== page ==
I live in Columbia, MO. I hope to close on a farm house outside Sturgeon, MO with 12 acres in the next few weeks. After I own that small farm I hope to purchase some cattle. Until recently, I was a poor student trying to support a family. I am at least the 4th generation in my family to raise seedstock and commercial cattle, if you count the cattle I owned in my youth. I hope that is enough personal information for you!
I'm not talking about perfect cattle. I'm talking about cattle that are better and more effective than the previous generation. I'm talking about making a better decision when we purchase our next bred heifer or clean-up bull. I'm talking about shortening the generation interval so beef breeds can make genetic changes more rapidly.
Thanks, my best wishes to your endeavors.
I started with nothing and still have most of it left although we have added a few acres and cattle over the last 33 years.
I have purchased a lot of our herdsires from one large seedstock producer since 1993. The rest we have raised from our own commercial herd. None of these bulls ever see a show ring and I know their birth, weaning and performance weights along with their birthday. I also know what the "type" is of the herd they come from. Nothing more concerns me.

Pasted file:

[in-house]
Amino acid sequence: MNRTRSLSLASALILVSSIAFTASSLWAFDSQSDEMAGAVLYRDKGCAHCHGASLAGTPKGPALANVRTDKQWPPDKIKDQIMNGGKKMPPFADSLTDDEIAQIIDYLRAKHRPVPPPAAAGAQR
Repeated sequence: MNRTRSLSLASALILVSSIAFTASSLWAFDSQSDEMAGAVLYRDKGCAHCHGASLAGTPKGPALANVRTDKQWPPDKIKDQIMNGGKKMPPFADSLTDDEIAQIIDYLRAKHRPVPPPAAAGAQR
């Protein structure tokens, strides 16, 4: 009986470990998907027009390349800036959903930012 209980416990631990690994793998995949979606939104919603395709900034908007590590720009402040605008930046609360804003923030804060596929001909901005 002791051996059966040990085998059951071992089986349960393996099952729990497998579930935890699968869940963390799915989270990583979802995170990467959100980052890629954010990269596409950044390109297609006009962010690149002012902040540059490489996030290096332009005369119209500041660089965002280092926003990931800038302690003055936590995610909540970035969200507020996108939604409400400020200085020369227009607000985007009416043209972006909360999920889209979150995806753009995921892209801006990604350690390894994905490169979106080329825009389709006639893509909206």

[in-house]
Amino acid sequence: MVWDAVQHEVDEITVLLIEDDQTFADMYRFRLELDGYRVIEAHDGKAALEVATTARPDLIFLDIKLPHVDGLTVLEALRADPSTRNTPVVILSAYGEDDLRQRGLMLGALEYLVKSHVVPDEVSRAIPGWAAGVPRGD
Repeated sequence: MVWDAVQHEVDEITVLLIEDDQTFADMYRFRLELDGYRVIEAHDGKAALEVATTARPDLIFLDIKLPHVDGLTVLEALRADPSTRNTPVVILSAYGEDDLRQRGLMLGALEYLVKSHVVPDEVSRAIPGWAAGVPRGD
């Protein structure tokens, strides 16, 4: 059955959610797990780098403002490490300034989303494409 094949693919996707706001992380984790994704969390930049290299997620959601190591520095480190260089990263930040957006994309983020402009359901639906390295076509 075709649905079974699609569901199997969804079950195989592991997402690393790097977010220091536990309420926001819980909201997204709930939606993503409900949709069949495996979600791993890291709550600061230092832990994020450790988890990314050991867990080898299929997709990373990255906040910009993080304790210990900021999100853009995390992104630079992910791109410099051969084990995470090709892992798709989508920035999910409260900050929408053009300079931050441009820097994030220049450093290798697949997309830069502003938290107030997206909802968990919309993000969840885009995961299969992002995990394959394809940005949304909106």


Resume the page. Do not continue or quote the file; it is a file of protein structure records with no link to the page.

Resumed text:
We sell a few loads of calves every year at premium prices to repeat buyers that claim our cattle perform well and don't get sick. Our ideal is to produce moderate, thick, broody females that need little intervention from us other than nutrition for replacements and let the steer end look after itself. So far it's not working too bad.
I personally don't see the need to change the type of cattle that work here. Others sometime like to follow the lastest, greatest propoganda in a mad rush to keep up with "progress". The 50's and the 70's show how well that worked for most other than those who started the fads.
When you produce a cow that will live here on snowballs and promises while bringing home a good calf every fall you will have a good chance of getting my interest. Until then I'll just wait and watch.
You will find Tom Lasiter's quote about keeping it simple has a lot of merit as time passes.
Don't tell people your problems, half of em' don't care and the other half are glad you got em' We can all run the neighbors better'n our own